The Court of Appeal quashed the Saskatchewan Registered Nurses Association‘s finding of professional misconduct against Carolyn Strom, a registered nurse from Prince Albert, Sask.
A few weeks after her grandfather’s death in 2015, Strom wrote on Facebook that some unnamed staff at his long-term care facility in Macklin, Sask., were not up to speed on delivering end-of-life care.
Strom made the post as a private citizen, and had lost two previous decisions.
Still, she wouldn’t give up. She said she didn’t start out fighting for freedom of speech, but over the years she realized how important this fight was.
The association’s lawyer argued that Strom personally attacked an identifiable group without attempting to get all the facts about her grandfather’s care.
Justice Brian Barrington-Foote wrote in his decision that Strom’s freedom of expression was infringed and she had a right to criticize the care her grandfather received.
The judge ruled that criticism of the health care system is in the public interest and when it comes from frontline workers it can bring positive change.
It’s a win for a Prince Albert nurse, one that some are calling a victory for freedom of speech.
“I’ve learned so many stories about other nurses and other families who feel that they had concerns that weren’t addressed, or nurses that were treated unfairly,” Strom said on Tuesday.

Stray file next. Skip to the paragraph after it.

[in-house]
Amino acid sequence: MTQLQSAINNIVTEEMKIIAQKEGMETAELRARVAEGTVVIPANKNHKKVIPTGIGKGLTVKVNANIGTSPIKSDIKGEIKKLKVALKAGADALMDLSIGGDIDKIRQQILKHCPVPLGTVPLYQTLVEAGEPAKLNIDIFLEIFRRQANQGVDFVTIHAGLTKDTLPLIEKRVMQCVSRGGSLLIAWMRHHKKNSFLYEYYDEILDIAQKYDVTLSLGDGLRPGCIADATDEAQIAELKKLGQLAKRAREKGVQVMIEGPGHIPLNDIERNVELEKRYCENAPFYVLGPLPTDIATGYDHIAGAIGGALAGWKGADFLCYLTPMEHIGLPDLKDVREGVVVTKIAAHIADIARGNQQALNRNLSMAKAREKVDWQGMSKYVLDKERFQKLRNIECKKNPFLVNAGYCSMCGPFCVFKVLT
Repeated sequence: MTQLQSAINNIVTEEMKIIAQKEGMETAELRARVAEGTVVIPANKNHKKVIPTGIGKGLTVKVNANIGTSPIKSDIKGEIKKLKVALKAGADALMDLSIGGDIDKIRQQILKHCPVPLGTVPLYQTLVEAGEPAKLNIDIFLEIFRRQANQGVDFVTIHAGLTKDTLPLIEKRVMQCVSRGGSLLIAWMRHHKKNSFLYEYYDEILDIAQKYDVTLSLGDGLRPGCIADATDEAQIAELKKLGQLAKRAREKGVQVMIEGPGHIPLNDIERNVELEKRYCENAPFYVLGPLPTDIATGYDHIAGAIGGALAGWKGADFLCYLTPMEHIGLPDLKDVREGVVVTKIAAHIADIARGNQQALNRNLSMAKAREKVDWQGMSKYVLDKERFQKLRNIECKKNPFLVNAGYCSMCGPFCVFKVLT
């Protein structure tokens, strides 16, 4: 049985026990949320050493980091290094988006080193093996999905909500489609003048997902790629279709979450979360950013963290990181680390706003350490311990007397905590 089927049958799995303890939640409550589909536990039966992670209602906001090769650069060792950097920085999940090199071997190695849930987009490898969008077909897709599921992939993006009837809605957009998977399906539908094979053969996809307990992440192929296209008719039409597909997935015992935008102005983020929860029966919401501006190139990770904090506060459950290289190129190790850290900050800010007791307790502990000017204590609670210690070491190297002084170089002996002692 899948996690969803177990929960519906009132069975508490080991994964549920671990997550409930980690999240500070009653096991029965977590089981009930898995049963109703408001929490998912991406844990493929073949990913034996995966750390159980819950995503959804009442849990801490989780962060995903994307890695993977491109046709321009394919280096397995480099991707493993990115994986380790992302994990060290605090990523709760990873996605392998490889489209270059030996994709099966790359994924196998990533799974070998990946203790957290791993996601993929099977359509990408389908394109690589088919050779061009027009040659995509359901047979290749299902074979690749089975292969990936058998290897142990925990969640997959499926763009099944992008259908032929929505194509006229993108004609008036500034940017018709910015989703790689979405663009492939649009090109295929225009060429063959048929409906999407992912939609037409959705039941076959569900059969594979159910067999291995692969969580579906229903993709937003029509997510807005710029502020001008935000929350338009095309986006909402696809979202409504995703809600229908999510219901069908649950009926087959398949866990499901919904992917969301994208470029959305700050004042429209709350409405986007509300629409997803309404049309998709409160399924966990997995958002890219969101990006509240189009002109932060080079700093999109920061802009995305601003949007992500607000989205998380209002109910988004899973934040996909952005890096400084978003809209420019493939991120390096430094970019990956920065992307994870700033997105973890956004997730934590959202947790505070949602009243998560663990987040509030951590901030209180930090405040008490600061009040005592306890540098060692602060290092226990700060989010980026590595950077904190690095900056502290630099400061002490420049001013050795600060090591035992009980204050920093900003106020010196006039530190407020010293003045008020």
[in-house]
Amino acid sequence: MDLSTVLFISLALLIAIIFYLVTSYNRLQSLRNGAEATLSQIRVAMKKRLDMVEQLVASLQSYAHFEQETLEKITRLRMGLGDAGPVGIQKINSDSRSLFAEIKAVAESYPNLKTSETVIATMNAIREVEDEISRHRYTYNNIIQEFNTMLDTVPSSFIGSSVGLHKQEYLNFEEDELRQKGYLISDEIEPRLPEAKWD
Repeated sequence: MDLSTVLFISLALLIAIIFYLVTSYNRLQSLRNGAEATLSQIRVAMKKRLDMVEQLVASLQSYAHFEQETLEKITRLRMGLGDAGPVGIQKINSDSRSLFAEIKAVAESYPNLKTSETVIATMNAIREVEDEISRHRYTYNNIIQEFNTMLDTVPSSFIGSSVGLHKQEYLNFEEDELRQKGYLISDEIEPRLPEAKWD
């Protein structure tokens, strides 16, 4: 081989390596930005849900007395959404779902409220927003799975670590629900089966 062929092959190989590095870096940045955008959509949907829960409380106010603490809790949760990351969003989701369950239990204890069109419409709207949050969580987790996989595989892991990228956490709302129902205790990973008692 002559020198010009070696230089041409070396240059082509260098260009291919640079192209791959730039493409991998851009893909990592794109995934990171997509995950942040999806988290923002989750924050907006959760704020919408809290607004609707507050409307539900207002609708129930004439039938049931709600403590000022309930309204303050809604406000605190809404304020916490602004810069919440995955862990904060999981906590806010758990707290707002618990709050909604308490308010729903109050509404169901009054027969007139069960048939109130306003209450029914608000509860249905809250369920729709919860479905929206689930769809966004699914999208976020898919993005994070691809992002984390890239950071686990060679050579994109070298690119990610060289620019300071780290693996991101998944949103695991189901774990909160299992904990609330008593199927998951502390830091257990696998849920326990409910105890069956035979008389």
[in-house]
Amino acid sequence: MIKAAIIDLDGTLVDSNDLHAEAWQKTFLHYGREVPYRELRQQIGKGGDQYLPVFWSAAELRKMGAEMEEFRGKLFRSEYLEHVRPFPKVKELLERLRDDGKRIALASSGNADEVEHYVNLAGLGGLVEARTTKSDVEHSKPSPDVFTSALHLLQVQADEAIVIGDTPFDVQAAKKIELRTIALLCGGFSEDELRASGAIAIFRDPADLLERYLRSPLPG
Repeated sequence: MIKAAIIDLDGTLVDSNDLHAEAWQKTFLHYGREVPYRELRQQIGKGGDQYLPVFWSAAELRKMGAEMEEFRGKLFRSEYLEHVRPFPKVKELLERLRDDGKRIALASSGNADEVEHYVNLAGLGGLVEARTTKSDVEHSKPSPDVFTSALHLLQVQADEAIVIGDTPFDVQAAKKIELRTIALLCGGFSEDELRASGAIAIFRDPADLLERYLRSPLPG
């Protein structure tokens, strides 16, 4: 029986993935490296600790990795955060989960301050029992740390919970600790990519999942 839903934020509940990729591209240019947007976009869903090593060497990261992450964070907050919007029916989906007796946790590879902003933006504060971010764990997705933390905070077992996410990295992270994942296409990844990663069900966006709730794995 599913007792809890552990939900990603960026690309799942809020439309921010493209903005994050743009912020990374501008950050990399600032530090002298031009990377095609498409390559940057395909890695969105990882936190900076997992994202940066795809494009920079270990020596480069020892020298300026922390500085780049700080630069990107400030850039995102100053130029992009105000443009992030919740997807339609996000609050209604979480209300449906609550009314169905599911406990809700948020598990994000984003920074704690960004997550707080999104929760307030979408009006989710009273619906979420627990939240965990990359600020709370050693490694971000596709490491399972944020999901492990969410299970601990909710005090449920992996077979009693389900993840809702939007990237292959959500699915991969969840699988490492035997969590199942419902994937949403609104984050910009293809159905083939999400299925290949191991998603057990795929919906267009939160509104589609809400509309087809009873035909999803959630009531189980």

“I’ve had so many people reach out with their stories so it was important to have this case and to be successful.”
Canada’s Federal Nurses Union praised the decision on Twitter Tuesday afternoon, calling it a victory.
In an email to Global News, the Saskatchewan Registered Nurses’ Association, which took Strom to court, said “we need time to analyze the decision and study its repercussions” and would not comment at this time.
Strom’s lawyer said regulatory bodies across Canada have the same power as the association. He said it was trying to keep nurses like Strom from talking about health care.
“For all of us in Canada the discussion is better when nurses are in, just as it’s going to be better if doctors are in it and all those other professions that have been sitting watching trying to decide ‘Do we have the right to speak, do we have the right to go forward?’ The Court of Appeal of Saskatchewan today says ‘Yes you do,’” Marcus Davies said.
Strom is still working as a registered nurse. In fact, she works Wednesday.
Strom said she’s excited she won’t have to worry about this decision anymore and can focus on her work.
The Saskatchewan Registered Nurses Association said it’s figuring out what to do next.
-With files from Gabriela Panza-Beltrandi